Gazette letters: Savoy cinema, student thanks, housing regulator and banks

The derelict cinema in September 1984. Picture: AMIR DOTAN

The derelict cinema in September 1984. Picture: AMIR DOTAN - Credit: Archant

I was thrilled to hear of the proposal to restore the Savoy cinema in Stoke Newington High Road, writes Terry Orford.

I used to attend Saturday morning pictures here in 1950’s as a young boy (10 years old). I passed by on a bus the other day and was sad to see its current condition.

I recently completed my GCSEs as a mature student at Hackney Community College, writes Brylee Christensen, recent GCSE student, Hackney Community College.

I had such a wonderful experience, especially in the case of my maths teacher, that I wondered whether you might consider publishing a small thank-you – both for the sake of good press for the college and acknowledgement for a person who went above and beyond, despite ever-shrinking budgets and challenging times.

Too often we use our voices to deplore those we feel have wronged us. Too seldom do we sing the praises of those who have helped us. And so, after receiving my GCSE results, I write to thank a highly skilled, faultlessly dedicated and truly selfless teacher for all her hard work over the past year in inspiring a class of mature students from all walks of life to give GCSE maths one more go.

Tracie Morrison has a unique gift in engaging and motivating others to believe in themselves and grasp any equation put before them. She simply is the best teacher I’ve have had and I am so grateful for her!

Kevin Long, a housing solicitor at Hackney Community Law Centre (HCLC), has raised a really important point about the toothlessness and inaction of the so-called housing regulator Homes and Community Agency (HCA) about who is responsible for the Grenfell Tower deaths, writes Cllr Ian Rathbone, chairman, Hackney Community Law centre.

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The HCA is a national body set up in 2008 with a duty to regulate social housing providers and uphold standards in the sector.

It is supposed to regulate registered social landlords (RSLs) – or housing associations, as we used to call some of them. But there is no real regulation of these RSLs, little monitoring of them or their performance, and poor accountability.

And this is reflected in my casework as a ward councillor involving tenants of RSLs in Hackney.

Some of it has been shocking: long delays to repairs, slow tackling of tenants’ anti-social behaviour, disinterest in the problems of elderly and disabled people, and so on. Some are better than others, but in Hackney I could name several RSLs who are definitely not up to standard.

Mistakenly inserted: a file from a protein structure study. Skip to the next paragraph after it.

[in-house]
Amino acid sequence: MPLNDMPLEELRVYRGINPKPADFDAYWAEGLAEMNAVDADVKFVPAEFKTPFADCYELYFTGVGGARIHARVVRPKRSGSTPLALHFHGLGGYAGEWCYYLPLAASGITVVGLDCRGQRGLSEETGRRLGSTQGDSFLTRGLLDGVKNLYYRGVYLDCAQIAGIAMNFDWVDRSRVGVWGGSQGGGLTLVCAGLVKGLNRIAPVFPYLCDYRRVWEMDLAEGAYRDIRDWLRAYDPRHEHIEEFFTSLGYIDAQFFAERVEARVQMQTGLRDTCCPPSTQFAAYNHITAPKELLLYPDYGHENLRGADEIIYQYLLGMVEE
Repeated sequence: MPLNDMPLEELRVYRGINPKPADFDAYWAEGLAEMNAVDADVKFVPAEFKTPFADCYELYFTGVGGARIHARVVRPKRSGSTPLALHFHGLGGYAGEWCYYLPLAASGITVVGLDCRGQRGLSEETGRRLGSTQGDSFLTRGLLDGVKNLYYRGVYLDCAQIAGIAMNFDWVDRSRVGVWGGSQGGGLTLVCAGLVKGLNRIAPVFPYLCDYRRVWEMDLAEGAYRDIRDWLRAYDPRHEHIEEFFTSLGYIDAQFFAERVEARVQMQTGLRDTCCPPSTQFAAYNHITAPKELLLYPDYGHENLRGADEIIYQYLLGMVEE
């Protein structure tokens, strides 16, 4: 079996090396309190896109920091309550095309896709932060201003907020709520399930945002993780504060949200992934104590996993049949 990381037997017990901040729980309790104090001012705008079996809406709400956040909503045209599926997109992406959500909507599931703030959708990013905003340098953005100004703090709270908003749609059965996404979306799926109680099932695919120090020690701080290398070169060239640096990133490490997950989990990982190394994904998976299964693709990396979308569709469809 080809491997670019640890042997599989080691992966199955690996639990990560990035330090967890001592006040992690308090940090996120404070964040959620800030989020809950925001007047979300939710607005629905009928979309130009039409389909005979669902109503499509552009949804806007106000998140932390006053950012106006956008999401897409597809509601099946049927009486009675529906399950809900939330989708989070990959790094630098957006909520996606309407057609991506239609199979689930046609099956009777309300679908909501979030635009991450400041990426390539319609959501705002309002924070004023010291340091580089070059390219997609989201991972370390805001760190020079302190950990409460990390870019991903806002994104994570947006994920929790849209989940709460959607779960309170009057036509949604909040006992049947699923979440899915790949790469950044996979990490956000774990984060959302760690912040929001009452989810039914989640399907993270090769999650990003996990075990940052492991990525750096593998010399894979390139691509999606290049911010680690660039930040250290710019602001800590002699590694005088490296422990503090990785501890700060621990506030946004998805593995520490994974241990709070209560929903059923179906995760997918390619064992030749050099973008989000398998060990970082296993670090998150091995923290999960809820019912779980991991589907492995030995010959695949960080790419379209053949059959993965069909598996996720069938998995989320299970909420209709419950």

With council tenants, as councillors we have some accountability with Hackney Housing – they are answerable and monitored. It could work better, but it works.

As Kevin says: “There are powers to compensate a tenant or groups of tenants where a provider has failed to meet the standards. [The regulator] can replace councils, ALMOs (arm’s length management organisations), TMOs (tenant management organisations) and housing associations as property managers where there is social housing mismanagement. And yet the regulator has a record of non-intervention.”

Social landlords need to be more accountable, to their own tenants as well as the wider public; they need regular monitoring by a body that can come down heavily on them if they are not doing their job of serving their tenants, many of whom come from the council’s homeless waiting list.

In my view, some RSLs have sparse local management and too much reliance on contractors. As for the HCA, I agree with Kevin: “The regulator, amid its sector’s greatest catastrophe, appears to be airbrushing itself from existence. As part of the ongoing search for justice, this must be brought to light.” Justice for the Grenfell Tower residents and families, and justice, too, for all the other tenants of RSLs who have had to suffer rejection and be overlooked.

NatWest closed the Finsbury Park branch almost one year ago and is now about to close the Stamford Hill branch offering online facilities, writes Norman Bright, East Bank, Stamford Hill.

Is this not like a baker saying “we no longer bake but we do sell other shops’ goods”? Has it not occurred to the managers of NatWest that their customers can leave for, say, TSB have a branch a couple of feet from NatWest?

Perhaps employees will look around – and what about their share price?

I note that Royal Mail now show a profit thanks (sic) to staff redundancies and an increase in the cost of stamps. As Royal Mail have a virtual monopoly on letters but not parcels they can perhaps get away with this. But NatWest have no monopoly and little loyalty. What stops the bank going out of business?